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Research ArticleOpen Access

Chemical Profiling of Some Promising Black Tea Brands With Special Reference To Cup Quality Volume 10- Issue 3

Ali Imran*1, Muhammad Umair Arshad1, Farhan Saeed1, Muhammad Sajid Arshad1, Muhammad Imran2, Muhammad Nadeem3, Aftab Ahmed1, Usman Naeem1,Muhammad Arslan Aslam1, Sara Isthaq1 and Darosham Sohail Khan1

  • 1Institute of Home & Food sciences, Government College University, Pakistan
  • 2Department of Allied Health Sciences, Imperial College for Biological Studies, Pakistan
  • 3Department of Environmental Sciences, COMSATS Institute of Information Technology (CIIT), Vehari-Pakistan

Received: October 01, 2018;   Published: October 26, 2018

*Corresponding author: AliImran, Assistant Professor, Institute of Home & Food Sciences, GCUF, Faisalabad, Pakistan

DOI: 10.26717/BJSTR.2018.10.001956

Abstract PDF


Present research was conducted in different available tea brands for exploring their phytochemical profiling with special consideration of tea cup quality. Research design was based upon the extraction of antioxidant with varied concentration of methanol and optimization of extraction criteria. Higher extraction yield was noted for 20 minutes as compared to 10 minutes. As a function of extraction time, various tea quality parameters were increased. The values regarding cup quality indicated that T1 (commercial brand 1) hold highest theaflavin as 1.84% in contrast with T4 (loose pack) that contained lowest as 1.78%. Whereas, T5 had highest level of theabronin (20.23%) indicating strong color and brightness of the extract but lessen its allied health benefits. In general tea extract, which was under study, exhibited good antioxidant and free radical scavenging activity ranging from 39.36 to 44.87 and 47.56-70.01%, respectively. Caffeine content was seemed to be in safe limit (1.17- 1.39%).

Abbreviations: TFs : Theaflavins; EI : Ethanolic Solution; TPC: Total Phenolic Contents; Completely CRD: Randomized Design; LSD: Least Significance Test


Enhanced association between nutrition and health with inclination to avoid maladies rather than cure and concept of diet-based therapy have led to the concept of nutraceuticals. Now nutraceuticals are considered as a mainstay in domain of diet- based therapies. Phytochemicals are in attention for a long time for discoveries ofthe nutraceuticals [1] Researchers and scientists divert their attention towards the discoveries of those phytochemicals that are used in daily diet as well as not expensive. In that sense certain discoveries are appeared in the horizon of nutraceuticals and black tea and its constituents is one of the important components of these strategies to mitigate and cure various diseases primarily due to its antioxidant potential. Tea brewed from the plant Camellia sainensis is consumed in different parts of the world as green, black or oolong tea. However, black tea occupies about 80% of the world tea production, while rest is contributed by green and oolong tea [2,3]. During the production of black tea, about 75% of major polyphenols of the tea (catechins) undergo enzymatic transformation consisting of oxidation and partial polymerization by polyphenoloxidize that catalyze the reaction and transforming tea inheriting antioxidant into distinguished black tea compounds, nevertheless some can remain as an original state as catechins.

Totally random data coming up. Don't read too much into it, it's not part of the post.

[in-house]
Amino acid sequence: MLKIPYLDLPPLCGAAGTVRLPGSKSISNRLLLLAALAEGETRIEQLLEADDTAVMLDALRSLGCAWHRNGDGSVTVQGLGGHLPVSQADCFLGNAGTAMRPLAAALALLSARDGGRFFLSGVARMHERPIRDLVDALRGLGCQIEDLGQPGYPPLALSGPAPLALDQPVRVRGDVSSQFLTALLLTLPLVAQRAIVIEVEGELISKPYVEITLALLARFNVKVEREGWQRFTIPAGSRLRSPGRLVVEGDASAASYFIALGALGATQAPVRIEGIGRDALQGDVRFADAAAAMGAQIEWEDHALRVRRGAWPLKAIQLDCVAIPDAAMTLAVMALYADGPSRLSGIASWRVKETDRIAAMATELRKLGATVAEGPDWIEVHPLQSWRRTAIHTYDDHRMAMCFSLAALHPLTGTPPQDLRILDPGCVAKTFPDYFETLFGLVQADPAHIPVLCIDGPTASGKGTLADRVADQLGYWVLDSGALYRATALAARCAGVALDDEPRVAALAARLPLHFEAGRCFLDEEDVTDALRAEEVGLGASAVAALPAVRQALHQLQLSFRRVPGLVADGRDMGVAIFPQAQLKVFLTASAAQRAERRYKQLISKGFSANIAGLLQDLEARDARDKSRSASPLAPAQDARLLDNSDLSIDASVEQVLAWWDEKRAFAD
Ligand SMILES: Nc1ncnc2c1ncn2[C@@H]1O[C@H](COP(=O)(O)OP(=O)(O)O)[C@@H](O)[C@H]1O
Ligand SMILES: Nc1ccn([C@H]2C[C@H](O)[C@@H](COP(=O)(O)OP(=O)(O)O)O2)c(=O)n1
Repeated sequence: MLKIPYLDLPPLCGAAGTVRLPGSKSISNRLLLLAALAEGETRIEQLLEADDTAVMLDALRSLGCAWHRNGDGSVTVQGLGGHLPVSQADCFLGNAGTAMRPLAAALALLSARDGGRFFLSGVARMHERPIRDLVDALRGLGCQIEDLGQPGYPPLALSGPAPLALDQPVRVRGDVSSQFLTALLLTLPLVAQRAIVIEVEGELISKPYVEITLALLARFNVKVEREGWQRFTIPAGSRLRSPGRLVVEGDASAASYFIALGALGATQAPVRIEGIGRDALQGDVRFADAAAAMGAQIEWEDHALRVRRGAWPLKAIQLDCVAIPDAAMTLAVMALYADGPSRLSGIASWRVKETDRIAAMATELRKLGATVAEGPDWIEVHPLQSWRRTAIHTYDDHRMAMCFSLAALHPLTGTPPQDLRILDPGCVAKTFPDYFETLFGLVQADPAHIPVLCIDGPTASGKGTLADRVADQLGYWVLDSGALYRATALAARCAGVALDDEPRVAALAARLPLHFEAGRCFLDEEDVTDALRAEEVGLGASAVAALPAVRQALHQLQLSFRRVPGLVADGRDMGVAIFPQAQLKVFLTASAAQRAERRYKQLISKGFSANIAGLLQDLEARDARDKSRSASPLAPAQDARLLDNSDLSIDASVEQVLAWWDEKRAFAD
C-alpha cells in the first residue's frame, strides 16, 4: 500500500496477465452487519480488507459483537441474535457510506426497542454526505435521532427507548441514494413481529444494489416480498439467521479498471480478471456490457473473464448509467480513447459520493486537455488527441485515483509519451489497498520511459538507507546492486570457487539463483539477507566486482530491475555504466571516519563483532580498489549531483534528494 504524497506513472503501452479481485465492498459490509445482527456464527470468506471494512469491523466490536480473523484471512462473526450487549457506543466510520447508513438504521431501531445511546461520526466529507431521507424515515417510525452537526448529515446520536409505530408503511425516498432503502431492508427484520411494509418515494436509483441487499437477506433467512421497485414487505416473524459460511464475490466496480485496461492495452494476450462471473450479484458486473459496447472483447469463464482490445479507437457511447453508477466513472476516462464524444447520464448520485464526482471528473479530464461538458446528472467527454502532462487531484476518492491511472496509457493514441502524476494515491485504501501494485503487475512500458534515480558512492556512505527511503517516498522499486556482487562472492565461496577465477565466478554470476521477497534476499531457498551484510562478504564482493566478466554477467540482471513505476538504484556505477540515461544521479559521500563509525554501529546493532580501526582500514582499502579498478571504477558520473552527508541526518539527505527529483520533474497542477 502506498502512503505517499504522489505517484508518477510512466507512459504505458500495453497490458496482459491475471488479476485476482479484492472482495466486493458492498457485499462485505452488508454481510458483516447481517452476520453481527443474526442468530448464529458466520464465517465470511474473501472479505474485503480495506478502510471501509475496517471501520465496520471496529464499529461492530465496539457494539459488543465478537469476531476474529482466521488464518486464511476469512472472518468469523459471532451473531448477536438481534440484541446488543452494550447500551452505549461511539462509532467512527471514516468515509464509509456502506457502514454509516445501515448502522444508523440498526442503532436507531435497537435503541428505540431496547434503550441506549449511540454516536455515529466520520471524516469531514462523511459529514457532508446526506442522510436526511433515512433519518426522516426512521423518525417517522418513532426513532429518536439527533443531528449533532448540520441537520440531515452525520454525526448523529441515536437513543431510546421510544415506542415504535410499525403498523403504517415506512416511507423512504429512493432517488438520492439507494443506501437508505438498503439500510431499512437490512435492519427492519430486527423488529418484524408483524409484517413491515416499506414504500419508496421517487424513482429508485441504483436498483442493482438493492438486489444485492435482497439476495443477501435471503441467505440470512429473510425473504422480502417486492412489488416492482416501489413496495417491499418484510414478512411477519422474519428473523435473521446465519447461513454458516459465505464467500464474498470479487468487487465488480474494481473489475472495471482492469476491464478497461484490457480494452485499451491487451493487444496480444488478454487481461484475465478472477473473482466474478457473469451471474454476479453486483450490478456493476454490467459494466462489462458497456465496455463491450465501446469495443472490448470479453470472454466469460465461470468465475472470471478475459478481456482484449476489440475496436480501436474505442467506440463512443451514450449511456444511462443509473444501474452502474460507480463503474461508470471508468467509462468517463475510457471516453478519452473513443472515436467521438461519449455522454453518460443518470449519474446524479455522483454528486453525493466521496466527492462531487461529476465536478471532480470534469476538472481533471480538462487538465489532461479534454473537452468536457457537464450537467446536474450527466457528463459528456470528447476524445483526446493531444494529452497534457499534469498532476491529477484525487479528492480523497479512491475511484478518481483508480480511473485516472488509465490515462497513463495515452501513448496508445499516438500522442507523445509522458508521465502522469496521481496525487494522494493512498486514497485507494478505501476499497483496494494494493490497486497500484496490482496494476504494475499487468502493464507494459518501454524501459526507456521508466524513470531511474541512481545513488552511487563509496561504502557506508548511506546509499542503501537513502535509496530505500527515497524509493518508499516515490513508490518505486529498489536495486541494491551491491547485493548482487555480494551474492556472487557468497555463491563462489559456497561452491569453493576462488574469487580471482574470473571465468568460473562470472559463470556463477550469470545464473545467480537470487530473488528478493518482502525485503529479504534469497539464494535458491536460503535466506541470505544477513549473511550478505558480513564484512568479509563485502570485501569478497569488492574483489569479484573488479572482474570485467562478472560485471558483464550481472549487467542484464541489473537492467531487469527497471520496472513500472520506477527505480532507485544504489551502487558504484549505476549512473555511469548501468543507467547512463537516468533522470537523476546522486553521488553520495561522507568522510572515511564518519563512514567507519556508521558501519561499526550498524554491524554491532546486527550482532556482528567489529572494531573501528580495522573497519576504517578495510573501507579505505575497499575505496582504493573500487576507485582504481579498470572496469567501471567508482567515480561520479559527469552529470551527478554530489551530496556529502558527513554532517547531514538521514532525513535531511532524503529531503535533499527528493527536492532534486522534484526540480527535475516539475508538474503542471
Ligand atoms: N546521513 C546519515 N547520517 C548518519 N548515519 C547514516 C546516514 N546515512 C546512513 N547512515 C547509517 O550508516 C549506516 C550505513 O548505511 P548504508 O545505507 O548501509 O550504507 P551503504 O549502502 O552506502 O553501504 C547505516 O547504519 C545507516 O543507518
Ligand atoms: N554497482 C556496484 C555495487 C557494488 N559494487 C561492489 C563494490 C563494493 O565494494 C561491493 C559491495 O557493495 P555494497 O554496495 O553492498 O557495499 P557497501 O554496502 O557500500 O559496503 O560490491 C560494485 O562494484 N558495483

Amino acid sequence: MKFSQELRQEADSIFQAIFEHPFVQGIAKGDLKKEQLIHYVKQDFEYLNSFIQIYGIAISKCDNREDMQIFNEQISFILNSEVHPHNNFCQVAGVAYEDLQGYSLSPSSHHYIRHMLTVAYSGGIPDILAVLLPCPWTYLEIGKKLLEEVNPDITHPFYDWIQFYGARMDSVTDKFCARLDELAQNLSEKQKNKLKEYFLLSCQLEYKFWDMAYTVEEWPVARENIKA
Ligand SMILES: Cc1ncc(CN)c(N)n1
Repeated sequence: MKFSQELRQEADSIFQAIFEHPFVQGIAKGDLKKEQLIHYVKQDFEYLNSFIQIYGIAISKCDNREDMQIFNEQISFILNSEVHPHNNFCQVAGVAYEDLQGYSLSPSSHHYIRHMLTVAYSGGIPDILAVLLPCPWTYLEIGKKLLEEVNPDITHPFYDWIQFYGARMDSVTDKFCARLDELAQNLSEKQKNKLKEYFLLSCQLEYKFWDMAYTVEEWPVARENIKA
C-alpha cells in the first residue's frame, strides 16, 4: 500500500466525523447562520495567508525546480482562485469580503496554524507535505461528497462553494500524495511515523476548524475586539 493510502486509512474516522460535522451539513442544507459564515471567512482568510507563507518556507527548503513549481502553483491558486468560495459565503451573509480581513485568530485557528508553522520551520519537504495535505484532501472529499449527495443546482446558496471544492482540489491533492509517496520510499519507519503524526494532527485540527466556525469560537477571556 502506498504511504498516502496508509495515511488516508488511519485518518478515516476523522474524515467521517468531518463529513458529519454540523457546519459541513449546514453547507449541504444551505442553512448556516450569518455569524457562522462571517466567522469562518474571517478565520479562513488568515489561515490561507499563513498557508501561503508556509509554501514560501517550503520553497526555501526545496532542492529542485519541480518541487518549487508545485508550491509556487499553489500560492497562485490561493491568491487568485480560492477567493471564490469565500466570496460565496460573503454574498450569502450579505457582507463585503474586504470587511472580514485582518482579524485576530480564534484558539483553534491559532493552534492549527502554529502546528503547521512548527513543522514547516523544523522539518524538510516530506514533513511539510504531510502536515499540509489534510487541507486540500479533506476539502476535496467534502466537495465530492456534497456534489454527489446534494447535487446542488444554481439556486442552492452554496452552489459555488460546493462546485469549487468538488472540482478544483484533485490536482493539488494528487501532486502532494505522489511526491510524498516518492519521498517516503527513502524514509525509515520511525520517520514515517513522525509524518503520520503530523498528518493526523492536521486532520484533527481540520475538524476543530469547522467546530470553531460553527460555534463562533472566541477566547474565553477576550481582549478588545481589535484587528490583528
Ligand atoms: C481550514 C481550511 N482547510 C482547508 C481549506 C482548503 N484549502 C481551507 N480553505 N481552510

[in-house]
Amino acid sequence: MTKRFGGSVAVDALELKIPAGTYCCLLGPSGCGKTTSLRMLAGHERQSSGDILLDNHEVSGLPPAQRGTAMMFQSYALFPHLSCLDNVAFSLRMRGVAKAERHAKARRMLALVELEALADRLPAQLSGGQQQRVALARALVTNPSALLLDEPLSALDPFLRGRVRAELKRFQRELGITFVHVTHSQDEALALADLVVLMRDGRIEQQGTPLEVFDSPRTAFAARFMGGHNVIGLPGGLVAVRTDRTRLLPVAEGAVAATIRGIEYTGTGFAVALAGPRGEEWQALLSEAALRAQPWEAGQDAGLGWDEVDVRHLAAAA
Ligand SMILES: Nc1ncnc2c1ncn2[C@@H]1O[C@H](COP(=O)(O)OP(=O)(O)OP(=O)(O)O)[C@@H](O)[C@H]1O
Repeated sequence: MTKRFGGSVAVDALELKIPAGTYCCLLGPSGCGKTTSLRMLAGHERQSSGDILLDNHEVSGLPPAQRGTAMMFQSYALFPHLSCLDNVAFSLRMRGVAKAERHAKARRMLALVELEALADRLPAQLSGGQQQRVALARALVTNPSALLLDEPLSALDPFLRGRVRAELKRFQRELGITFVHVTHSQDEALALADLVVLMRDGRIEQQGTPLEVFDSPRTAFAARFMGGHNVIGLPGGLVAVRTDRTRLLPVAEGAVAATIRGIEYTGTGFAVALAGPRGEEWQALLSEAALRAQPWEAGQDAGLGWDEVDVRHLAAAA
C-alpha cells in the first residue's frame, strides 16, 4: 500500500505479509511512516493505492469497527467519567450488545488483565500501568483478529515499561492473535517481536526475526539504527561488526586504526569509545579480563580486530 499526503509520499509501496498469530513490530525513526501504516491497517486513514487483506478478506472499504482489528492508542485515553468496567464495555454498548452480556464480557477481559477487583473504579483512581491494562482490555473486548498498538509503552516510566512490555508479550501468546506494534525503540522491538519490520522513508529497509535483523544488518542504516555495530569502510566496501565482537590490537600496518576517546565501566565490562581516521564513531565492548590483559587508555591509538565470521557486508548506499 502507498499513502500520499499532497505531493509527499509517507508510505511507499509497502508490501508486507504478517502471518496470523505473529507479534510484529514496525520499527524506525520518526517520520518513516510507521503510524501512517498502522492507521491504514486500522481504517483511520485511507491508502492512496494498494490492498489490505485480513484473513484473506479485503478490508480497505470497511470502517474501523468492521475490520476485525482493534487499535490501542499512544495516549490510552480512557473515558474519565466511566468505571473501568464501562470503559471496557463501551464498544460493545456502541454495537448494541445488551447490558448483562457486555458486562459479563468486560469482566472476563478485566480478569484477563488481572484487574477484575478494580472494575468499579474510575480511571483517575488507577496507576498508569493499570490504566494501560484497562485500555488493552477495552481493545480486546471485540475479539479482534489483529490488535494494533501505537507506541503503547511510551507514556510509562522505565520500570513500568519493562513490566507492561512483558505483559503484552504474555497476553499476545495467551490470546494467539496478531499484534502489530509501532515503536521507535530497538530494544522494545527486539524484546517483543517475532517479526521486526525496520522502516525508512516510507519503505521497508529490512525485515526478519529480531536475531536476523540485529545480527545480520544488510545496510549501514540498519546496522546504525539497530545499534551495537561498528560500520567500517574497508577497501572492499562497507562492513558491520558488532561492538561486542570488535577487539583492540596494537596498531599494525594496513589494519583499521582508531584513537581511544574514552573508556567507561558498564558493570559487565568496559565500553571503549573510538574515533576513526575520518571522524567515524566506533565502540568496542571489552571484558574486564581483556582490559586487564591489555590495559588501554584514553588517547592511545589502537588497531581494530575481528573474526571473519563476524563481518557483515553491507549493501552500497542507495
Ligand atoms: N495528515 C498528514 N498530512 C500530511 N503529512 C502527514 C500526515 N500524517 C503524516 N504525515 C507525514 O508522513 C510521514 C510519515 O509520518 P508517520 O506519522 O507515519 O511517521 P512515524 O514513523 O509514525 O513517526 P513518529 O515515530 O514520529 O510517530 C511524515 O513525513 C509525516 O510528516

The resulting black tea composition depends upon the technological procedures [3]. Black tea pytochemistry like the other medicinal plant also inheriting with some prominent constitute but also accompanied by some components that proves a thereat when used in an excessive amount. Major components are catechins, theaflavins, thearubigins, caffeine and flavonols Bech-Larsen, Scholderer, et al. Black tea parental composition is strongly resembles with other teas but its divine components make it an alternative source for incorporation into diet based therapies [4]. Major polyphenols in black tea are theaflavins, Thearubingins and theabronin along with unoxidized catechins [5]. Theaflavins (TFs) are dimeric polyphenols produced during production of tea. Due to strong antioxidant properties, there is growing interest in the food, beverages and healthcare industries in producing and incorporation of theaflavins in various products [6], produced during the oxidative fermentation of tea leaf. Thearubingins (TRs) are the high molecular weight compounds that are responsible for the tea brisk and astringent and present almost in double amount as the theaflavins [7]. They also give body to the brewed tea.

TRs are larger in size and darker in color than TFs [1]. TRs are a heterogeneous group of phenolic pigments with relative molecular masses in the range 700-40,000 Da .The content of TFs in black tea is 0.3-2% on dry weight basis whilest the TRs fraction comprises 10-20% of black teas and together with TFs contribute to the tea brew characteristics such as color, strength and body [8]. Black tea flavonols included quercetin, kaempferol and myricetin. They make up 2-3% of the water-soluble extract in tea. These flavonol have proved effective against cancer and also inhibit the growth of malignant cell [9-11]. Cup quality of tea is referred by the amount of selected parameters that contributed the pharmacological and health associated properties of the tea [12]. Health benefits of tea cannot be understood without polyphenols. Tea polyphenols are associated with some key health benefits like anticancer, anti-mutagenesis and antidiabetic properties. Moreover, they are effectively used for the treatment of obesity, artherocesrolises and heart diseases [13].